Corticosteroid-Induced OsteoporosisAnna Golob, MD Literature reviewed October 17, 2011. Updated December 14, 2011
A 63 year old woman with hypertension presents to your clinic with one week of severe pain in her shoulders and thighs. Her erythrocyte sedimentation rate is elevated and you diagnose her with polymyalgia rheumatic (PMR). You plan to start her on prednisone therapy to treat this condition.
Given that most patients with PMR require oral glucocorticoid therapy for several months to several years, you are concerned about the increased risk of osteoporosis associated with this medication. The patient denies any known history of osteoporosis or personal history of fractures. Her mother fractured her hip in a fall at age 82.
- Past Medical History:
- Menopause age 52
- Levothyroxine 125 mcg daily
- Hydrochlorothiazide 25 mg daily
- Aspirin 81 mg daily
- Prednisone 40mg daily (starting during today’s visit
- Social History:
- Tobacco: Remote smoking history, quit over 20 years ago
- Alcohol use: 1-2 drinks per week
- Physical Exam:
- Weight: 140 lbs, Height 5’1"
- General: Well-nourished Caucasian woman
- Musculoskeletal : Diffuse tenderness to palpation and decreased active range of motion of the proximal hip/leg and shoulder/arm girdle
Click an answer under each question.
You recommend that she begin taking prednisone at a dose of 40 mg daily, with a plan to taper and stop eventually provided her PMR symptoms do not recur. At what daily prednisone dose will her rate of bone density loss and increased fracture risk return to baseline?
Once this patient starts taking prednisone, how soon does oral glucocorticoid-induced bone density loss occur and how much bone density can we expect her to lose per year?
- Option A Starting within the first day of use and peaking at one month; 1-2% BMD loss per year
- Option B Starting within the first three months of use and peaking at six months; 10-30% BMD loss per year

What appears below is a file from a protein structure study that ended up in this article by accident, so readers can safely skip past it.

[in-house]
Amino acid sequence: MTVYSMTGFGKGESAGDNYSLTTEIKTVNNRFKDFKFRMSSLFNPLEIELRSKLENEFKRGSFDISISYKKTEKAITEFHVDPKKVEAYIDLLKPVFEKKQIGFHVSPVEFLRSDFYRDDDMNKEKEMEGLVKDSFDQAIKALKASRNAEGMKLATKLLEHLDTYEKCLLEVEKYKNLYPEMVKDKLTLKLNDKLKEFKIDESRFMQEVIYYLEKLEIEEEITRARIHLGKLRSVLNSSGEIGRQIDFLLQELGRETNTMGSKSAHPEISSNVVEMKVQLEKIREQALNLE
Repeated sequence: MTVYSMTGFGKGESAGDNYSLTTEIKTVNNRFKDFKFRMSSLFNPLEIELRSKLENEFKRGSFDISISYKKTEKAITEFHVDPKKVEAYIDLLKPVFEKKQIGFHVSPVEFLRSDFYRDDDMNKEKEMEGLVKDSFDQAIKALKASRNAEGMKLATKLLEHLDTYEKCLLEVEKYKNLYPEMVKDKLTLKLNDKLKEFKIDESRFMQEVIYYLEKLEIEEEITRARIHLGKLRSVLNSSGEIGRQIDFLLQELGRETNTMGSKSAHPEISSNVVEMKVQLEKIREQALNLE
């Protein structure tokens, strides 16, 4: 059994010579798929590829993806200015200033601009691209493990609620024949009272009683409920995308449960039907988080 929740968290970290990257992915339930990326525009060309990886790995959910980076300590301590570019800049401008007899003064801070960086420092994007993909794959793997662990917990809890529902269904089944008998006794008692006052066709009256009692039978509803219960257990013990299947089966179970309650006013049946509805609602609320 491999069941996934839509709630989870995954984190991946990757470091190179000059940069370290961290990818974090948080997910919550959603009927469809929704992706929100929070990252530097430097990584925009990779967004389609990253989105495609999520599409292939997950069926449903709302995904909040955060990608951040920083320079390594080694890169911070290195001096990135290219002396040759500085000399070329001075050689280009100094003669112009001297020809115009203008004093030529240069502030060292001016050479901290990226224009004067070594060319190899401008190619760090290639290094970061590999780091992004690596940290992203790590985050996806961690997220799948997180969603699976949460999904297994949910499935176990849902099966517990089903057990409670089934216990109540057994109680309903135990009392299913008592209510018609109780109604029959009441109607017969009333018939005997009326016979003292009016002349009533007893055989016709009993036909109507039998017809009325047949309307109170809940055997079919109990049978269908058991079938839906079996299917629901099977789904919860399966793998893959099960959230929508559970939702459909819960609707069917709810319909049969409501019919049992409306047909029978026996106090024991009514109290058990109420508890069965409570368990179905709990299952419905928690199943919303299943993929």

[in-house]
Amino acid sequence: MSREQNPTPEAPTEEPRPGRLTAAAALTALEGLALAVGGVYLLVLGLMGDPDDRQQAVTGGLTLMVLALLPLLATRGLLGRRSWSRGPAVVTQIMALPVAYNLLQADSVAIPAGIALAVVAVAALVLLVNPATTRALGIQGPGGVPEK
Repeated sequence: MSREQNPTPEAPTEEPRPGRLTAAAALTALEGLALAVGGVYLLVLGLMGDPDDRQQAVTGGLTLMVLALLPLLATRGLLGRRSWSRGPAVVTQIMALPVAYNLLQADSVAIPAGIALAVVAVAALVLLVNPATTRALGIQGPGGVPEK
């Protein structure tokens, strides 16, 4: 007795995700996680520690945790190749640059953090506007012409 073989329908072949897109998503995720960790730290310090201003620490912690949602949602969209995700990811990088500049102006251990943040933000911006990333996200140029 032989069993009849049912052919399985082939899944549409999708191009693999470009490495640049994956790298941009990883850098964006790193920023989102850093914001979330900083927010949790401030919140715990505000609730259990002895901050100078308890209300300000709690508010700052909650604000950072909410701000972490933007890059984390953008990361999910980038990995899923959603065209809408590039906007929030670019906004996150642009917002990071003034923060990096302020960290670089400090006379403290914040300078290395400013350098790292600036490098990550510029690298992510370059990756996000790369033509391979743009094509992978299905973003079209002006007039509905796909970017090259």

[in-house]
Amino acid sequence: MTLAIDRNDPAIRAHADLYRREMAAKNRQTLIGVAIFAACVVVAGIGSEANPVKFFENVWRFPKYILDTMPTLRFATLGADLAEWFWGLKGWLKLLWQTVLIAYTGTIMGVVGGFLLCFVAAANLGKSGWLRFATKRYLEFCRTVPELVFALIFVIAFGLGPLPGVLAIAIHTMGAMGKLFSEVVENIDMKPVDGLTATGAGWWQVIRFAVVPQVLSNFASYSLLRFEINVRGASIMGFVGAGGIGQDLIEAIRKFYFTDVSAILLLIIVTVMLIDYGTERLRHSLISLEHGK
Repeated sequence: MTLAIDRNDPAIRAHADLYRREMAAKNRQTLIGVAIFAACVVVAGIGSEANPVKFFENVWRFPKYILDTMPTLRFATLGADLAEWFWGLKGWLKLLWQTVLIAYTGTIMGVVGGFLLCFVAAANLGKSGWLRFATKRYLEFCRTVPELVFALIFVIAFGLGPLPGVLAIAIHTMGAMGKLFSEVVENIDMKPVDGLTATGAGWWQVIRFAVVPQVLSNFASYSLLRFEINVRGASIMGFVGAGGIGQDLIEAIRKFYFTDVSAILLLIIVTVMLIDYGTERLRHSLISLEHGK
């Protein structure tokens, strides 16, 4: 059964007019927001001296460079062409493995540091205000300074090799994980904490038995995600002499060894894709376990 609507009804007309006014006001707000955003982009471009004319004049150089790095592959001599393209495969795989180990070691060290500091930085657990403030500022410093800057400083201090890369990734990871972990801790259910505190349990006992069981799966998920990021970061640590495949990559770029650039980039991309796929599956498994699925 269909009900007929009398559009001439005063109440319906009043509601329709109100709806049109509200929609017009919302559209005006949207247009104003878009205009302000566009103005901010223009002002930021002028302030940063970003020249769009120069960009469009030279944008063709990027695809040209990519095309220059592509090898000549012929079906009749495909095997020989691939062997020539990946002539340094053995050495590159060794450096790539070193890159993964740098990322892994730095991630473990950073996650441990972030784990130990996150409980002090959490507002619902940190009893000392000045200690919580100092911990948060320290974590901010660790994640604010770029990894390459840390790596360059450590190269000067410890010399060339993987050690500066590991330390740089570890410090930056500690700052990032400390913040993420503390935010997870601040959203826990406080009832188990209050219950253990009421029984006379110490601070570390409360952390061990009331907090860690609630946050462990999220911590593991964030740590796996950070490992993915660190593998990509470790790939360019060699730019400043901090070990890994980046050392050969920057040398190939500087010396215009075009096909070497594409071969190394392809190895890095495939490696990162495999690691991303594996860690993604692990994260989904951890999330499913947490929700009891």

- Option C Starting within the first year of use and peaking at two years; 30-50% BMD loss per year
- Option D Starting within the two years of use and peaking at five years; >50% BMD loss per year
Given that you are starting this patient on a long (>3 month) course of oral glucorticoids, how should you evaluate her risk for bone density loss and fracture?
You appropriately order a DEXA scan to help in your determine this patient’s fracture- risk category with long-term oral glucocorticoid (1). Her femoral neck T-score is -2.0. What is her FRAX - calculated 10 year risk of major osteoporotic fracture? (2). Recall that she is 63 years of age, weight 140 pounds, height 61 inches and her mother had a hip fracture.
Our patient is in the highest risk category for cortosteroid-related fracture associated with a prolonged (>3 month) course of oral glucocorticoid. What should be done to minimize her bone density loss and fracture risk?
- Option A Advise weight bearing activities and avoidance of excessive alcohol intake
- Option B Advise supplementation with calcium 1200-1500 mg daily and Vitamin D 800-1000 IU daily
- Option C Start a bisphosphonate in addition to lifestyle modifications and calcium and vitamin D supplementation
- Option D Start combined estrogen-progesterone therapy in addition to calcium and vitamin D supplementation
This patient falls into the high risk category for glucocorticoid-induced fractures, per the 2010 ACR guidelines. You decide to start her on alendronate simultaneously with initiating glucocorticoids. How should you monitor her for changes in her bone mineral density over time?
- Option A Bone mineral density should be measured yearly until stable, then every one to three years
- Option B Bone mineral density should be measured every six months
- Option C Bone mineral density should be measured every five years
- Option D No monitoring is necessary if the patient is adherent to recommended preventative therapies